EDITORIAL

Global Technology Competition

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Science  12 Sep 1997:
Vol. 277, Issue 5332, pp. 1587
DOI: 10.1126/science.277.5332.1587

Future standards of living will be determined by many factors, including the relative effectiveness of a nation's industrial R&D. The excellence of this R&D is influenced by the skill and alertness of management, the funds available, and the quality of personnel. In the United States substantial monetary support for industrial R&D has been forthcoming. Since 1994 company support of R&D has increased by about 27%. Charles F. Larson, executive director of the Industrial Research Institute,* forecasts that industry funding of R&D in 1997 will total $120.5 billion. Governmental agencies will contribute an additional $20 billion. This year industry will fund about 63% and perform 73% of R&D in the United States.

The quality and number of excellent young people available to industry in the future will be determined by the extent of federal support for research at universities. In the past, branches of the U.S. Department of Defense have provided nearly half the funds for university efforts in the physical sciences, mathematics, and engineering. Funding cuts have been proposed that would constrict the stream of talent.

In comparison with the restricted amount of funds available for research in the physical sciences and engineering at universities, industrial R&D expenditures are huge. However, industry R&D typically differs from research conducted at universities. In industry most of the effort is devoted to engineering tasks such as design, prototyping, and pilot plant operation. About 20% of the effort is allocated to short-term research on existing or planned lines of business, and about 6% of expenditures is devoted to longer range directed basic research. Opportunities to conduct exploratory research and achieve important breakthroughs are limited.

The United States is performing well in some fields of technology, but not in others. It is already the world's largest international debtor, and the imbalance is mounting. The need is increasing for universities to help develop advanced technologies and to prepare more students for effective participation in global competition.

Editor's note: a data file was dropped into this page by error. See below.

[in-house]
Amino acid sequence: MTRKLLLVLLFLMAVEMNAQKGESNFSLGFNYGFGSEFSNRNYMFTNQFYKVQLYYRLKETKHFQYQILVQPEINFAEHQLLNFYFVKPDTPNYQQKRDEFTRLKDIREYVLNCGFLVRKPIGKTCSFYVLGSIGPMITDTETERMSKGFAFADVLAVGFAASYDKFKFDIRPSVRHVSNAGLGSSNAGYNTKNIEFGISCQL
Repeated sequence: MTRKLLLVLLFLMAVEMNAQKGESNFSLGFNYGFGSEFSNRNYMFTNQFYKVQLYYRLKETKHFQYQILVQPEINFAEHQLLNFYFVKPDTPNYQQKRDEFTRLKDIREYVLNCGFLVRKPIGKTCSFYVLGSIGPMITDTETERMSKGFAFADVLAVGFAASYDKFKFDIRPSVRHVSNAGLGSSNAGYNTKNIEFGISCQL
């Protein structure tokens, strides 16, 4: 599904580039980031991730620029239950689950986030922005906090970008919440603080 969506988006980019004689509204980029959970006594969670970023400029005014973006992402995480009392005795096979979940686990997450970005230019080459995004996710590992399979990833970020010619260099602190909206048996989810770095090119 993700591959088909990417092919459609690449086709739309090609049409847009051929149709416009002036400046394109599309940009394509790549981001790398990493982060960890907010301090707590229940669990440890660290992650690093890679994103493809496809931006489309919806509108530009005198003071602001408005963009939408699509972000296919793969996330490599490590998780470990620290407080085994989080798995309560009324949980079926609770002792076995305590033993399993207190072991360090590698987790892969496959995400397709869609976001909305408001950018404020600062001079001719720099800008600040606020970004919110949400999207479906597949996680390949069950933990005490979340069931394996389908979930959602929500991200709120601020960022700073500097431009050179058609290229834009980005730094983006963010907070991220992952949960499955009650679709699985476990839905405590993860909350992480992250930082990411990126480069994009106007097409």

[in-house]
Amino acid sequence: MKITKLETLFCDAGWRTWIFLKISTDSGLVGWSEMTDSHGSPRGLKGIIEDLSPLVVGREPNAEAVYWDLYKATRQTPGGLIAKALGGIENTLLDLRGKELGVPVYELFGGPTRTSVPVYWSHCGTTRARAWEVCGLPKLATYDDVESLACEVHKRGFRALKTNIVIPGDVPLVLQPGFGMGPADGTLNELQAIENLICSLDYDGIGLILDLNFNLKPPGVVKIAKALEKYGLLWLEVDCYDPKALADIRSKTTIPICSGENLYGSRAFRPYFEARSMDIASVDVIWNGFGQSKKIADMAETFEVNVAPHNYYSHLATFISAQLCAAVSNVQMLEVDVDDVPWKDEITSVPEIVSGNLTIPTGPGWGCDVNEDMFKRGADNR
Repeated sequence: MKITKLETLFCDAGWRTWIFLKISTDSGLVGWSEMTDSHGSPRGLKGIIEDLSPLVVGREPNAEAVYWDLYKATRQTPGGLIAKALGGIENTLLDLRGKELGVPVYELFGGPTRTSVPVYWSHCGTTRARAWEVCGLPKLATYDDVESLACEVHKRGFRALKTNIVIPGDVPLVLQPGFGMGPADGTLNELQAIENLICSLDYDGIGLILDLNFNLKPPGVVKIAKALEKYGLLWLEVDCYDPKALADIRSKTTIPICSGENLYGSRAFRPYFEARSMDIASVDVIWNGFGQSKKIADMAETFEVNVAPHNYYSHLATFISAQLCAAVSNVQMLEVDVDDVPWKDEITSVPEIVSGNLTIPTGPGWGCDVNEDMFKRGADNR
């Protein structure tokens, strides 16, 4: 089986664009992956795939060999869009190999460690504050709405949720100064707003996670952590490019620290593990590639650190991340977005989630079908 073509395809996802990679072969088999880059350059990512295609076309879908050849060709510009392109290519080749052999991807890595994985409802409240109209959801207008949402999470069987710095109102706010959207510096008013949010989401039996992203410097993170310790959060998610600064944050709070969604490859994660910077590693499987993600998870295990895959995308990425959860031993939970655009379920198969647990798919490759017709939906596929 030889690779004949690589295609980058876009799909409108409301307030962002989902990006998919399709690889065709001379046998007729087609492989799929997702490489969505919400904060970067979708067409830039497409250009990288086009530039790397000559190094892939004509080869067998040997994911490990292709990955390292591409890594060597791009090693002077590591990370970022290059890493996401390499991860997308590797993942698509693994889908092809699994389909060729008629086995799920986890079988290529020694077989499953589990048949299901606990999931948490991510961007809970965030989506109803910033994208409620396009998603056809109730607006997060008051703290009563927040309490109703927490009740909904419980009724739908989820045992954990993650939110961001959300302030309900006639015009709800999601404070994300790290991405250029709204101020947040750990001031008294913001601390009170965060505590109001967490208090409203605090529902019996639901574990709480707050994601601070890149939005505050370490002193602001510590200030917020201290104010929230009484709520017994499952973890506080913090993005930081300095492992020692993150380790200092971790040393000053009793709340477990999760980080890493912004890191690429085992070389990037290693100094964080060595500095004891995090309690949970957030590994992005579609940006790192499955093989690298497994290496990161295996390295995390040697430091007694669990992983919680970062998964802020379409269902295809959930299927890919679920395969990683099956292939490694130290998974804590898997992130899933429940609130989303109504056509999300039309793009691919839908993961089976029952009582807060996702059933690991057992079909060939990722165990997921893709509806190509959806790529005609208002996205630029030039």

A modest but effective program, in part funded by the National Science Foundation (NSF), is already functioning. Engineering Research Centers (ERCs) at universities are conducting R&D that focuses on important frontiers of technology. Other sponsors include large and small companies, states, and host universities. Industry furnishes money, personnel, judgment, and know-how.

The ERCs have three major goals: to involve scientific and engineering disciplines in team efforts to conduct fundamental research relevant to the next generation of technological advances; to produce graduates who are adept at multidisciplinary team problem-solving and who are prepared to contribute quickly to industry; and to conduct research that is relevant to industry's needs and that advances its competitiveness.

The first ERCs were established in 1986, and there are now 25 of them. The latest four were chosen in 1996 from among the 117 universities that applied. Another competition will be completed in March 1998. The four awards in 1996 went to the University of Southern California (USC), the Massachusetts Institute of Technology (MIT), the University of Michigan (U of MI), and the University of Washington (U of WA). NSF intends to distribute $12 million to each of these institutions over a 5-year period. The new ERCs will seek to develop the next generation of multimedia technology (USC); to improve the way companies integrate design, manufacturing, and product development (MIT); to develop a modular system for rapid manufacturing (U of MI); and to create better biomaterials for medical implants (U of WA).

The ERCs have won and maintained active support from industry. Many papers have been published in peer-reviewed journals, and the research has led to new or substantially improved technologies. The success of this NSF initiative could influence the structure of graduate and undergraduate research in the physical sciences and perhaps help loosen some archaic departmental structures. The tiny investment in ERCs will not alone solve the nation's competitive problems, but it is a useful response to a changing world.

  • * Japan Techno-Economics Society International Symposium on Management of Technology Under Global Competition and Collaboration Towards the 21st Century, Tokyo, Japan, 10 to 11 June 1997.

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